Scott is my younger brother by six years and a lifelong friend. It has been interesting reviewing our family history through his eyes; sort of like viewing a familiar film, but from another angle and in an entirely new light.
When my older brother (by two years) and I were teens, we sometimes forgot that Scott was but a child. We did a lot together, but now I see how much Scott struggled to keep up. We cut Scott no slack. I give him much credit, today, for his fortitude and endurance.
One of the photos Scott recently sent me was not from childhood, but well into our adulthood. It was taken in 1987 or so, I don’t recall by whom. We were hiking together at Surry Mountain Dam in southwestern New Hampshire.
This has become one of my favorite photographs, and I was moved to learn that my brother keeps it as an icon on his computer. The photo is a bit blurred because it is enlarged from that icon.
As a boy, my little brother (THAT certainly changed!) had two impatient teenagers for older brothers. I don’t know how many times I, as an impetuous 15 yr. old, told my little brother to Take a hike! Now my most treasured photograph is of the two of us doing just that.
Growing up, Scott refused to be left behind. My older brother and I were blind to the strength of Scott’s relentless tenacity. He may have struggled to keep up with our mountain climbing skills, but I now see that we lagged far behind him in determination and sheer strength of will.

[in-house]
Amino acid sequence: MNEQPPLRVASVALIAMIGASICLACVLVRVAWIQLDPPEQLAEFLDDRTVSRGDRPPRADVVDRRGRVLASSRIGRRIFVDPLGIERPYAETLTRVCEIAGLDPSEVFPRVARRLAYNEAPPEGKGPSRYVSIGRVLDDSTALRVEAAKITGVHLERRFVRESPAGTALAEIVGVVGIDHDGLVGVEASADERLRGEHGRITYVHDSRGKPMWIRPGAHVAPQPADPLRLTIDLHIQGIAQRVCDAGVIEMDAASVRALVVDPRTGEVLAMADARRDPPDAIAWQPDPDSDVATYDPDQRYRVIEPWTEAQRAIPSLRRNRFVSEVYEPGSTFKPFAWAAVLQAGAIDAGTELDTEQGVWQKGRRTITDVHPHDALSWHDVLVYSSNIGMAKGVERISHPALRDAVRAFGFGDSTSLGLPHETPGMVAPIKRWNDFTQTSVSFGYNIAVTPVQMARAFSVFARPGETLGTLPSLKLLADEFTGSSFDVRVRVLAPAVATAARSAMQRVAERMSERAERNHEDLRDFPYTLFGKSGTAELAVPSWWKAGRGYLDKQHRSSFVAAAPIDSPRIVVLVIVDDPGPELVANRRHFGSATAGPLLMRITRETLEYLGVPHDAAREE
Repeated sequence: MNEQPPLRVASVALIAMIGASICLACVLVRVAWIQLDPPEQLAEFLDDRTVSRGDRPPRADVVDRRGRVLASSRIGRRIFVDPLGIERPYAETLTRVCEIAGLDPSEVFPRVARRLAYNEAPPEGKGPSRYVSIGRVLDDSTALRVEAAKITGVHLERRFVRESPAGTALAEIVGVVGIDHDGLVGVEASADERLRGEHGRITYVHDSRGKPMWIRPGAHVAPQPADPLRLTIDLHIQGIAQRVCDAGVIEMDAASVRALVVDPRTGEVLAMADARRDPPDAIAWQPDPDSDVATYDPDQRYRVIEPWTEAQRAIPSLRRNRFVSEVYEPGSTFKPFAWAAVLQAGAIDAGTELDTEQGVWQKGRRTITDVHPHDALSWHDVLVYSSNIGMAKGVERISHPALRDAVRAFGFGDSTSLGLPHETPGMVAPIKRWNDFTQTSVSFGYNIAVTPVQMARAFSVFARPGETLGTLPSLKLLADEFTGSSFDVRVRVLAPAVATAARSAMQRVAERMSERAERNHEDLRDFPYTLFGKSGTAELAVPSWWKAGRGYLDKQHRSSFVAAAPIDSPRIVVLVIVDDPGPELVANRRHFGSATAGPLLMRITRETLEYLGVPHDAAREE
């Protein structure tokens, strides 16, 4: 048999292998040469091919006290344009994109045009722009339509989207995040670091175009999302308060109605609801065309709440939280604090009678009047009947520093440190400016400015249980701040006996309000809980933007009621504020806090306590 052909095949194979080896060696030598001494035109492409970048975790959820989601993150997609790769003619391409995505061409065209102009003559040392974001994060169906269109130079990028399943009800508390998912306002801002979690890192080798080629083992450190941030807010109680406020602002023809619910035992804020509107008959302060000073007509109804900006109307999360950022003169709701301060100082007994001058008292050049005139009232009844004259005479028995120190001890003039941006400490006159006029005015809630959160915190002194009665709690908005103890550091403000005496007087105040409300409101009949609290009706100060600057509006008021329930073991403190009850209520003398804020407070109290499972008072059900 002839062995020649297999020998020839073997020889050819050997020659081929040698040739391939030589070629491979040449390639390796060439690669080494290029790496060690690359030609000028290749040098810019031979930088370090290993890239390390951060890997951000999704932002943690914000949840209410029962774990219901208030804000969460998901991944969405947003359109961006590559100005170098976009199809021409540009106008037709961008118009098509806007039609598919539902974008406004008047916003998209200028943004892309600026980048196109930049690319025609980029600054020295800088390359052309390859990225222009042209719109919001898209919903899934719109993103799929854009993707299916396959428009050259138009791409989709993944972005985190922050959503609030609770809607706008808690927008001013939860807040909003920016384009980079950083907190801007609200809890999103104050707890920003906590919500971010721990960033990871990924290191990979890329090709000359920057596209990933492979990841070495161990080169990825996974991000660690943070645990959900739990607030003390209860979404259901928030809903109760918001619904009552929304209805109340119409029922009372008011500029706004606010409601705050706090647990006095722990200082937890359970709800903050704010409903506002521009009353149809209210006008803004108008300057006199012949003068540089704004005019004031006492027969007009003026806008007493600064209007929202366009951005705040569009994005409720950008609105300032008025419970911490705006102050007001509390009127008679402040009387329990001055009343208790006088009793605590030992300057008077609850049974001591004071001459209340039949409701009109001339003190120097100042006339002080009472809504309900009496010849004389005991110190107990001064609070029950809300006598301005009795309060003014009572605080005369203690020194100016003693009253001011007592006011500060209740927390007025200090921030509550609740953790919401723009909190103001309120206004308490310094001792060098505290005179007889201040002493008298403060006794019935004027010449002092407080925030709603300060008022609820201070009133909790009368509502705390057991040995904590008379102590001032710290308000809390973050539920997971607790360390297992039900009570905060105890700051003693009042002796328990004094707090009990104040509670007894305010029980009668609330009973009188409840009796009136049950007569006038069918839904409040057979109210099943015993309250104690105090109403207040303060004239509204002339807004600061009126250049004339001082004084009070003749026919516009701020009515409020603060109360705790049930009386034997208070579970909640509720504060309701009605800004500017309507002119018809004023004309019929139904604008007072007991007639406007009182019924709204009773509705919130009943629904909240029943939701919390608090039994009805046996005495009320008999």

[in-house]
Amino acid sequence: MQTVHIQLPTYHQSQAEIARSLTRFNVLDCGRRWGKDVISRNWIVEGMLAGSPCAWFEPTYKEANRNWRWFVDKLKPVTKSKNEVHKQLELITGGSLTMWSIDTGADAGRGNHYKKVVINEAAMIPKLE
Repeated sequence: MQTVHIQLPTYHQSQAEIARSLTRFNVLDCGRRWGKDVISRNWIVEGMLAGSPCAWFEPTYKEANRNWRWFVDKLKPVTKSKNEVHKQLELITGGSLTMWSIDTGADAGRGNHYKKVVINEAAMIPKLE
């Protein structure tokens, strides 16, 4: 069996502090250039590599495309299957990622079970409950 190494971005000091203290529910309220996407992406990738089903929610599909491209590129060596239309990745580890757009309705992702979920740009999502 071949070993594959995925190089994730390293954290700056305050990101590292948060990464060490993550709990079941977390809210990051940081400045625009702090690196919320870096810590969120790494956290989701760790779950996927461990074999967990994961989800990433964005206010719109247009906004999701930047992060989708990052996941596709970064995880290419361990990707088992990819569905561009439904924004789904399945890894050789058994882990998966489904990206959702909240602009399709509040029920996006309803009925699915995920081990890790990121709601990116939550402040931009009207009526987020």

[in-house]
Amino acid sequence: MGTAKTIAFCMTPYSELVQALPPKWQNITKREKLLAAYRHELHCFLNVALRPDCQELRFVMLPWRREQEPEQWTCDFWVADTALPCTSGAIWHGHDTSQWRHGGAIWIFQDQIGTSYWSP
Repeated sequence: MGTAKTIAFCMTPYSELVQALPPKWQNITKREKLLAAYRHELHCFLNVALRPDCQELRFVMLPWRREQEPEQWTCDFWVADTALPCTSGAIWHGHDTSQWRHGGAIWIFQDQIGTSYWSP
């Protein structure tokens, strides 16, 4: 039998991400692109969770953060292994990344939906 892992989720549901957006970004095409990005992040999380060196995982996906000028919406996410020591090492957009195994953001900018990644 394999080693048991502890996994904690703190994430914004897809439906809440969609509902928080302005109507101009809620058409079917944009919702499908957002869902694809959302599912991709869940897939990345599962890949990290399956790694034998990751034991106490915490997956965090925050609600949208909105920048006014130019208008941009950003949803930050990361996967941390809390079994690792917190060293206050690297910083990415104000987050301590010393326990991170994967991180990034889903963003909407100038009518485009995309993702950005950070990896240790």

In March of 1970 the three MacRae brothers climbed New Hampshire’s Mount Chocorua during a treacherous Nor’easter that dumped two feet of snow on the trails. We climbed through drifts higher than our little brother’s head.
It was risky and foolish we know that today, but we somehow endured a night at the top and the climb down in almost zero visibility with trails obliterated by snow the next day. It was an immense challenge for us at ages 16 and 18, but it was near impossible for our 11 year old brother. But climb he did, and he did it without complaint.
Forgive us, Scott, for not seeing that you have always been the better man. If we are judged by the company we keep, then I want this photo of Scott and me taking a hike to be my enduring image. I am proud of my brother. I have never been in better company.
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